We consider the problem of autonomous landmine detection using a team of mobile robots. Previous research on robotic landmine detection mostly employs a single robot equipped with a landmine detection sensor to detect landmines. We envisage that the quality of landmine detection can be significantly improved if multiple robots are coordinated to detect landmines in a cooperative manner by incrementally fusing the landmine-related sensor information they collect and then use that information to visit locations of potential landmines. Towards this objective, we describe a multirobot system called COMRADES to address different aspects of the autonomous landmine detection problem including distributed area coverage to detect and locate landmines, information aggregation to fuse the sensor information obtained by different robots, and multirobot task allocation (MRTA) to enable different robots to determine a suitable sequence to visit locations of potential landmines while reducing the time required and battery expended. We have used commercially available all-terrain robots called Coroware Explorer that are customized with a metal detector to detect metallic objects including landmines, as well as indoor Corobot robots, both in simulation and in physical experiments, to test the different techniques in COMRADES.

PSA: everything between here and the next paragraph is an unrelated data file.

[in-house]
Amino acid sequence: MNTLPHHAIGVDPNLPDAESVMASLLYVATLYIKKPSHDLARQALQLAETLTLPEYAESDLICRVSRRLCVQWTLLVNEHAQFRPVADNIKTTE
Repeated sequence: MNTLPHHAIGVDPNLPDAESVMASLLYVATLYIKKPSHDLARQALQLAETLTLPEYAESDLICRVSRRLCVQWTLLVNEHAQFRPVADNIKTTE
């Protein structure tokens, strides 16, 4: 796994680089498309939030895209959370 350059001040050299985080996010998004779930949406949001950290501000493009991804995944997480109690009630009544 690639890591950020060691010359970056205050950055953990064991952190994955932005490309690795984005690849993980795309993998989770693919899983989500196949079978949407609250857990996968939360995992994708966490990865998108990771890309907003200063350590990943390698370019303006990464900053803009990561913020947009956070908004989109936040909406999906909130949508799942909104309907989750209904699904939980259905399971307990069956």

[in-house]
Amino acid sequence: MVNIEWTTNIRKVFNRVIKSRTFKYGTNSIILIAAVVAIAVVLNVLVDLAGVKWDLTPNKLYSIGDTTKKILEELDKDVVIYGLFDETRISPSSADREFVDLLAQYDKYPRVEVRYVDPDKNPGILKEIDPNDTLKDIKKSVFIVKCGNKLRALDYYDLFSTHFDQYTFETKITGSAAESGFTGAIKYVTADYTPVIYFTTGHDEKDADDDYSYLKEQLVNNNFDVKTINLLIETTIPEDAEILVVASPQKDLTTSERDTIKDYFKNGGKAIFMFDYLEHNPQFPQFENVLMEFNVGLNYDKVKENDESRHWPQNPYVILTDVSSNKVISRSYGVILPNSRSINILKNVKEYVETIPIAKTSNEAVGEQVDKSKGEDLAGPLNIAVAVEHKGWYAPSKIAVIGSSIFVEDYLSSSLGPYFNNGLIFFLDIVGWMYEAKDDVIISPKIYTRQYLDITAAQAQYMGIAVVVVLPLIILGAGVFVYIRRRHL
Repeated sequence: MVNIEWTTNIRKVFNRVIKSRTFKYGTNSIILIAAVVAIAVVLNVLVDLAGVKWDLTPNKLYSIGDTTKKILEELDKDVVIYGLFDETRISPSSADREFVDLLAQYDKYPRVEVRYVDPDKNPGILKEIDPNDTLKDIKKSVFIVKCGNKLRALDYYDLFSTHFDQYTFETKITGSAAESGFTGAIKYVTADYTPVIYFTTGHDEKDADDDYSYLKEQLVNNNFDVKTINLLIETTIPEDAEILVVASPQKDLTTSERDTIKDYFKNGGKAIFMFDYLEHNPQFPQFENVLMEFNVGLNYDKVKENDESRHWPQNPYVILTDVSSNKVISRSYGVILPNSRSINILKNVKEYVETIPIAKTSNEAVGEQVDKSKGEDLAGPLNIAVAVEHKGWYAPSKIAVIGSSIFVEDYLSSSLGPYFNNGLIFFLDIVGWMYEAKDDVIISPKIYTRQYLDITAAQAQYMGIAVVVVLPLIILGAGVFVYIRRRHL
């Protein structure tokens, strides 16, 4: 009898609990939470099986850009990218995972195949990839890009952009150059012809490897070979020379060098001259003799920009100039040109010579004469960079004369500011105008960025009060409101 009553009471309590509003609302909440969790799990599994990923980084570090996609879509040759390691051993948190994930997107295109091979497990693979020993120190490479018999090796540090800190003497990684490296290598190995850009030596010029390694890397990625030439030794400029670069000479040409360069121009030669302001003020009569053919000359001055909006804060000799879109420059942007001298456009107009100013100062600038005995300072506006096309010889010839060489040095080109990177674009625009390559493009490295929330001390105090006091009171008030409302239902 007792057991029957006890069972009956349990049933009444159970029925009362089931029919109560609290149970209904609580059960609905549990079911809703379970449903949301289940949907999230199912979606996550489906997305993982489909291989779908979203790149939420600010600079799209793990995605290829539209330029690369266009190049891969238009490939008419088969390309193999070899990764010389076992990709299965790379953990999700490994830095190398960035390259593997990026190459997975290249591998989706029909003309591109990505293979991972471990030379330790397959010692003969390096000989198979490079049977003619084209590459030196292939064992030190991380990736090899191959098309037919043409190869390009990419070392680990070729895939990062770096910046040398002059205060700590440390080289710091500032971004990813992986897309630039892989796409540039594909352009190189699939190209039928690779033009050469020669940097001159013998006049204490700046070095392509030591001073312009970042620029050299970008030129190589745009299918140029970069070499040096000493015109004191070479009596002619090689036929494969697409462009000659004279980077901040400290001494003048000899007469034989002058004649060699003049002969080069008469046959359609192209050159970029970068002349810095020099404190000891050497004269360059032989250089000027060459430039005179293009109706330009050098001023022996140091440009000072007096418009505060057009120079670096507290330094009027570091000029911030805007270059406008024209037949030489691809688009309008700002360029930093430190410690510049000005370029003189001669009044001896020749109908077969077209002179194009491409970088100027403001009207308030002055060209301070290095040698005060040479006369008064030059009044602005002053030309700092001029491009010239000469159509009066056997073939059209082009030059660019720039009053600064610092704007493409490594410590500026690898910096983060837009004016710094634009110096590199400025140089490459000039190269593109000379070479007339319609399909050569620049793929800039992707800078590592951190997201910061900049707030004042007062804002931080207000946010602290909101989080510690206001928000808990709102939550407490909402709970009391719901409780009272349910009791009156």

ASJC Scopus subject areas
- Control and Systems Engineering
- Computer Science(all)